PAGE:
Headline Jobs Numbers Vs Real Life

Virtually all of the reduction in the official unemployment rate from the peak of 10% in 2009 to the current 7.3% is due to reclassifying jobless people from “unemployed” to “not in the labor force.”

The latest jobs report didn’t get much attention as the political-media establishment obsessed over Syria.  The day it was published The White House triumphantly posted several “key Points” on its website including:

Private sector employment has risen for 42 straight months, with business adding a total of 7.5 million jobs over that period.

We’re suppose to be impressed.  But 42 months of job growth is not unusual. There were 45 straight months of job growth from 2003 to 2007.  There was continuous job growth for 86 months in the nineties, 84 months in the eighties and 57 months in the seventies.  Since 1950 seventy seven percent of monthly jobs reports have shown increases.

What is unusual this time is the agonizingly slow pace of job growth. 8-recoveries-aug-13

The chart above tracks every post recession job market since 1950 the same way the Obama Administration tracks the current job market, starting at the first month of growth after a recessionary period of job losses.  We’re living through the weakest of all.

Another “key point” from the White House:

The overall unemployment rate ticked down 0.1 percentage point to 7.3 percent, the lowest since December 2008.

This is textbook spinning, to make bad news look like good news.  Most Americans (those who don’t live in the booming Washington D.C. region) do not understand how the government unemployment rate could have come down when so many around them are still jobless.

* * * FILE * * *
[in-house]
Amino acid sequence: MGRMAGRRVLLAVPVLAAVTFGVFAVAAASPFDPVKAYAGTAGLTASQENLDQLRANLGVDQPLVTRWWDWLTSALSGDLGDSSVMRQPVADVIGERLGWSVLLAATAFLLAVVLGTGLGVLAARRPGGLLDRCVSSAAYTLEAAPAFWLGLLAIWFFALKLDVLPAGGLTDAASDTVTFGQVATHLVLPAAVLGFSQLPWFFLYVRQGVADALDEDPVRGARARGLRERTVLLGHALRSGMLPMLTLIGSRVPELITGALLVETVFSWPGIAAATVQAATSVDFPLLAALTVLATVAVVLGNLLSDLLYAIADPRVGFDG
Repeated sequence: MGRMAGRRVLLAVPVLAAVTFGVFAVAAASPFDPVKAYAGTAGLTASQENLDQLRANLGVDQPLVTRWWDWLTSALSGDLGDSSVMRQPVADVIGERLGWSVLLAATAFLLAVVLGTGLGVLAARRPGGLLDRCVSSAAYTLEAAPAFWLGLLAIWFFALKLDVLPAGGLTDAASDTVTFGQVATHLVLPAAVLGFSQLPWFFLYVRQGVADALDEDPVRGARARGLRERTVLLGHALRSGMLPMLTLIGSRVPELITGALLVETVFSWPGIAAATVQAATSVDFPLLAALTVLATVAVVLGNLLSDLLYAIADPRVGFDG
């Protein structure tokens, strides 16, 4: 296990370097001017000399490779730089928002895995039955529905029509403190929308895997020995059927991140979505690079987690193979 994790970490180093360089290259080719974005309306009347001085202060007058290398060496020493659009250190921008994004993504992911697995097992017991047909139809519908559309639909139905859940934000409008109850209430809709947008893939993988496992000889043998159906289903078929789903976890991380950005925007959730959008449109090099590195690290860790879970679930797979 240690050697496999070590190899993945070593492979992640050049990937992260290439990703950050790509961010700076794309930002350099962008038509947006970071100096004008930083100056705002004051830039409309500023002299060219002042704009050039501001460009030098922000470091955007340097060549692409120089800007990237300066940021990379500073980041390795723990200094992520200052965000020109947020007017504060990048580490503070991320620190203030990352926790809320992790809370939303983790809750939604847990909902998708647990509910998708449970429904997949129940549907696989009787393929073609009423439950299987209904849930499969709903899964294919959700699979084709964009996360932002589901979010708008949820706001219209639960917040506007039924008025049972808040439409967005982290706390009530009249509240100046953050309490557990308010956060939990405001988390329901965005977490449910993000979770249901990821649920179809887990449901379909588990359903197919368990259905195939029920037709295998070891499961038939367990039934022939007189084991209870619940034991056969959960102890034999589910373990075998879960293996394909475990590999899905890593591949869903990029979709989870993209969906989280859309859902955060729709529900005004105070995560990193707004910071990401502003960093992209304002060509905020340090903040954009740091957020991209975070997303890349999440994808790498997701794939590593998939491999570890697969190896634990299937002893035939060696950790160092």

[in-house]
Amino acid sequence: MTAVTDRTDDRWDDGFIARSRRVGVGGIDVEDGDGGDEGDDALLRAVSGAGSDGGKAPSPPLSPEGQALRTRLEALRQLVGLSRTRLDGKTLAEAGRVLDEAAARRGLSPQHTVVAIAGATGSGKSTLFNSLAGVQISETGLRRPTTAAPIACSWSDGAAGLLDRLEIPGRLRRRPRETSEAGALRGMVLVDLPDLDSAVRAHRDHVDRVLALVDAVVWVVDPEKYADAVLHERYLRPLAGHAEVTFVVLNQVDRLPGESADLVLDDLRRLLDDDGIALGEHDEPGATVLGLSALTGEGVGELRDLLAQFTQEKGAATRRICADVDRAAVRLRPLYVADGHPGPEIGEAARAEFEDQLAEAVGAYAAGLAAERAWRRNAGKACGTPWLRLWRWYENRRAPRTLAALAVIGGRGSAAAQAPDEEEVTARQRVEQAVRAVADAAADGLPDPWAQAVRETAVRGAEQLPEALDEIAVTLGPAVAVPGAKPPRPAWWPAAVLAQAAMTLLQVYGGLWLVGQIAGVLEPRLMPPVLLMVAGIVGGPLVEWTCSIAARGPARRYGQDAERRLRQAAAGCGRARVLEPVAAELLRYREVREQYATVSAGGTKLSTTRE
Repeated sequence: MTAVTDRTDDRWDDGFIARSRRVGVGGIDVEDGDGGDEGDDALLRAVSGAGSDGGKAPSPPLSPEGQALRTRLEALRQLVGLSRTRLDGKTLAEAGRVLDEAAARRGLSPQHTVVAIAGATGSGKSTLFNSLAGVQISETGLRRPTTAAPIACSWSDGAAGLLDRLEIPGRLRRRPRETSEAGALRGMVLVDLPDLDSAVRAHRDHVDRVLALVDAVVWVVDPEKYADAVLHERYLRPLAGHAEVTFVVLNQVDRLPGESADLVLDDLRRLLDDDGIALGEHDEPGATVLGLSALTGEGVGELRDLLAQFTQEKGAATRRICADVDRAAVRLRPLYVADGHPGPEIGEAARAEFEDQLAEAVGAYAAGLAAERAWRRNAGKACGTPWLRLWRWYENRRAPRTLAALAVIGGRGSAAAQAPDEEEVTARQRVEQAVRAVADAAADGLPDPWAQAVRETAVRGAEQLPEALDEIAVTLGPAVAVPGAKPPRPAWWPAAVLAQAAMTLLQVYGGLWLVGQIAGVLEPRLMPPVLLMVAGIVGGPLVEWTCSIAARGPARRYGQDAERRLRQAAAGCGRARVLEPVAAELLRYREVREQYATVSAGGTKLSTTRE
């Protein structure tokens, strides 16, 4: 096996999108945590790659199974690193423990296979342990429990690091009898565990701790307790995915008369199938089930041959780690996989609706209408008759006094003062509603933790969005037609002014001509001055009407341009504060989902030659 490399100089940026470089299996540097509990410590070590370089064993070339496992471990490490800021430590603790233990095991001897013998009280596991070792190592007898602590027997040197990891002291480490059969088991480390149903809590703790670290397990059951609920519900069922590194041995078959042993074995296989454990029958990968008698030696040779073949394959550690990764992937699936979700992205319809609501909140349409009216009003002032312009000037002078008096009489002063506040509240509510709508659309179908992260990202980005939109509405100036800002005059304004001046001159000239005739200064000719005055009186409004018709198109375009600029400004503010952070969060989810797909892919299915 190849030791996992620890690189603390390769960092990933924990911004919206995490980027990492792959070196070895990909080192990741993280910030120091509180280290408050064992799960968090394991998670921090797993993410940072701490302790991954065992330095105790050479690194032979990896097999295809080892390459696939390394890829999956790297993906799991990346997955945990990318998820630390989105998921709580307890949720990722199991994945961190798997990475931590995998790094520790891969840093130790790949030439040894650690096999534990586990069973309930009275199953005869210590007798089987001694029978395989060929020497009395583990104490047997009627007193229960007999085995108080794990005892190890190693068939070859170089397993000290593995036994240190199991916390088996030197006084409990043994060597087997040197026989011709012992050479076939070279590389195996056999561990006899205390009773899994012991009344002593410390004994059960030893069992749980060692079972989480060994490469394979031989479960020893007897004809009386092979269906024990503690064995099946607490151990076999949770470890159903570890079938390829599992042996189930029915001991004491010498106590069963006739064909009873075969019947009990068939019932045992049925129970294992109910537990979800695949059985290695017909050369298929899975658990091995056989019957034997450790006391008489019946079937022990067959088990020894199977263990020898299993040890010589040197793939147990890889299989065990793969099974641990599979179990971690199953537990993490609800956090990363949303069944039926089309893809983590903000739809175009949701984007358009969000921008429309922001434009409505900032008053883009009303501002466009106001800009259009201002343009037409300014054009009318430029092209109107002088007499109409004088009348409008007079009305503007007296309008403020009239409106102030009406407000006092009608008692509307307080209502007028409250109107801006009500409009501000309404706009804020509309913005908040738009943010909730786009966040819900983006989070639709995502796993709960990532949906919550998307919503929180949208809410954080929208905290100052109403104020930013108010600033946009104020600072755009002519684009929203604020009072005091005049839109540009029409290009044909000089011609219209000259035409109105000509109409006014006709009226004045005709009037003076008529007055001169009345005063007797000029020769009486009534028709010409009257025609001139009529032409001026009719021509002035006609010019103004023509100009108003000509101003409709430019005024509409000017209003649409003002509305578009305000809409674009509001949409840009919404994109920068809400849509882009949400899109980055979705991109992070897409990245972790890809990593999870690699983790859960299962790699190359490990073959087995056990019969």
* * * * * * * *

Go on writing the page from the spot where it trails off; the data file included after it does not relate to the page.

The statistic that explains this gap between the official unemployment rate and reality on Main Street is the Labor Force Participation Rate, defined as the percentage of working age adults “in the labor force.” To be included in the labor force one must either have a job or qualify to be counted as “unemployed” by continuously looking for work.

People who have been unemployed for a long time tend to become discouraged and spend less time on job search activities and thus don’t qualify by government criteria to be counted “unemployed.”  Labor Department statisticians reclassify them as “out of the labor force,” the same category as stay-at-home parents, retirees, and anyone else who doesn’t want a job. 

From July to August almost half a million jobless men and women were reclassified and are no longer counted as “unemployed.”  If they were still counted the August  unemployment rate would have gone up to 7.5% instead of down to 7.3%

The next chart, tracking the labor force participation rate since 1980, shows a shocking decline over the past five years as millions have been reclassified from unemployed to out of the labor force.

Arc-of-participation-Sep13If the labor force participation rate were the same today as it was when in 2009 when the unemployment rate hit 10$%, today’s unemployment rate would be 9.8%.

If the labor force participation rate were the same now as it was at the end of 2008, the current unemployment rate would be 11.2%

 

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